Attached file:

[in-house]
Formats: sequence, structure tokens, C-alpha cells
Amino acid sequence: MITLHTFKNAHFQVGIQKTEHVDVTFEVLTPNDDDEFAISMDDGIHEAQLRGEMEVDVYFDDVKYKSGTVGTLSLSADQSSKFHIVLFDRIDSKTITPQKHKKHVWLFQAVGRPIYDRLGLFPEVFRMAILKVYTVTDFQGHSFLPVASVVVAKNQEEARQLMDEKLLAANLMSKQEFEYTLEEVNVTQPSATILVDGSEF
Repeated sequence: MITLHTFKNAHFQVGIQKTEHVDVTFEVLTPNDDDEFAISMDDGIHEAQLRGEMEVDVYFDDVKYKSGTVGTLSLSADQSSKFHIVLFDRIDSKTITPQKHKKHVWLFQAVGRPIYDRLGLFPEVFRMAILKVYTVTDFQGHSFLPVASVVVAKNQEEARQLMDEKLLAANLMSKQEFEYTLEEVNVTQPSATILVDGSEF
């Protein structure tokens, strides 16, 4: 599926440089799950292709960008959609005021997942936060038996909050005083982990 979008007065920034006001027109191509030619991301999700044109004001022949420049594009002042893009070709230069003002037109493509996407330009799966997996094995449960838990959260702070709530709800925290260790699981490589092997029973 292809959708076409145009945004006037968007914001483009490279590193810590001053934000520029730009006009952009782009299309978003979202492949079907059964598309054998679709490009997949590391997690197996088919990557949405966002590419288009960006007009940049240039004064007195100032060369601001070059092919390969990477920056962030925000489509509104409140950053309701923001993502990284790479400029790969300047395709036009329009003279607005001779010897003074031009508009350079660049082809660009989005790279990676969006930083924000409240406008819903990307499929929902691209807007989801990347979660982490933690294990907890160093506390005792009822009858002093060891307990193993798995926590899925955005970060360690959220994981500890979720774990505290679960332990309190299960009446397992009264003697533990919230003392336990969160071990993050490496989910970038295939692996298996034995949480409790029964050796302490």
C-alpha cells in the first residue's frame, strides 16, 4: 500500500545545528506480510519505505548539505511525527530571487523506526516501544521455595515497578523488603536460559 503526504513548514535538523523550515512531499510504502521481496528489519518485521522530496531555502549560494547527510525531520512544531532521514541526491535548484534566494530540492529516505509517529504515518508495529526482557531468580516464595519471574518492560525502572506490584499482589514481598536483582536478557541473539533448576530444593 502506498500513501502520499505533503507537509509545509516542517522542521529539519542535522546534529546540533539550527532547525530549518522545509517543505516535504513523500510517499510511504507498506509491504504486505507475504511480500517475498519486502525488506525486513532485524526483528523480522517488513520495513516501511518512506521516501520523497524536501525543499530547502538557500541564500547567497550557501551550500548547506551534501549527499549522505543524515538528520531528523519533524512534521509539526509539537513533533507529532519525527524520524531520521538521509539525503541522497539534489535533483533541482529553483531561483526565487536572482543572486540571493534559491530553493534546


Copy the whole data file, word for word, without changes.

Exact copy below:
[in-house]
Formats: sequence, structure tokens, C-alpha cells
Amino acid sequence: MITLHTFKNAHFQVGIQKTEHVDVTFEVLTPNDDDEFAISMDDGIHEAQLRGEMEVDVYFDDVKYKSGTVGTLSLSADQSSKFHIVLFDRIDSKTITPQKHKKHVWLFQAVGRPIYDRLGLFPEVFRMAILKVYTVTDFQGHSFLPVASVVVAKNQEEARQLMDEKLLAANLMSKQEFEYTLEEVNVTQPSATILVDGSEF
Repeated sequence: MITLHTFKNAHFQVGIQKTEHVDVTFEVLTPNDDDEFAISMDDGIHEAQLRGEMEVDVYFDDVKYKSGTVGTLSLSADQSSKFHIVLFDRIDSKTITPQKHKKHVWLFQAVGRPIYDRLGLFPEVFRMAILKVYTVTDFQGHSFLPVASVVVAKNQEEARQLMDEKLLAANLMSKQEFEYTLEEVNVTQPSATILVDGSEF
């Protein structure tokens, strides 16, 4: 599926440089799950292709960008959609005021997942936060038996909050005083982990 979008007065920034006001027109191509030619991301999700044109004001022949420049594009002042893009070709230069003002037109493509996407330009799966997996094995449960838990959260702070709530709800925290260790699981490589092997029973 292809959708076409145009945004006037968007914001483009490279590193810590001053934000520029730009006009952009782009299309978003979202492949079907059964598309054998679709490009997949590391997690197996088919990557949405966002590419288009960006007009940049240039004064007195100032060369601001070059092919390969990477920056962030925000489509509104409140950053309701923001993502990284790479400029790969300047395709036009329009003279607005001779010897003074031009508009350079660049082809660009989005790279990676969006930083924000409240406008819903990307499929929902691209807007989801990347979660982490933690294990907890160093506390005792009822009858002093060891307990193993798995926590899925955005970060360690959220994981500890979720774990505290679960332990309190299960009446397992009264003697533990919230003392336990969160071990993050490496989910970038295939692996298996034995949480409790029964050796302490």
C-alpha cells in the first residue's frame, strides 16, 4: 500500500545545528506480510519505505548539505511525527530571487523506526516501544521455595515497578523488603536460559 503526504513548514535538523523550515512531499510504502521481496528489519518485521522530496531555502549560494547527510525531520512544531532521514541526491535548484534566494530540492529516505509517529504515518508495529526482557531468580516464595519471574518492560525502572506490584499482589514481598536483582536478557541473539533448576530444593 502506498500513501502520499505533503507537509509545509516542517522542521529539519542535522546534529546540533539550527532547525530549518522545509517543505516535504513523500510517499510511504507498506509491504504486505507475504511480500517475498519486502525488506525486513532485524526483528523480522517488513520495513516501511518512506521516501520523497524536501525543499530547502538557500541564500547567497550557501551550500548547506551534501549527499549522505543524515538528520531528523519533524512534521509539526509539537513533533507529532519525527524520524531520521538521509539525503541522497539534489535533483533541482529553483531561483526565487536572482543572486540571493534559491530553493534546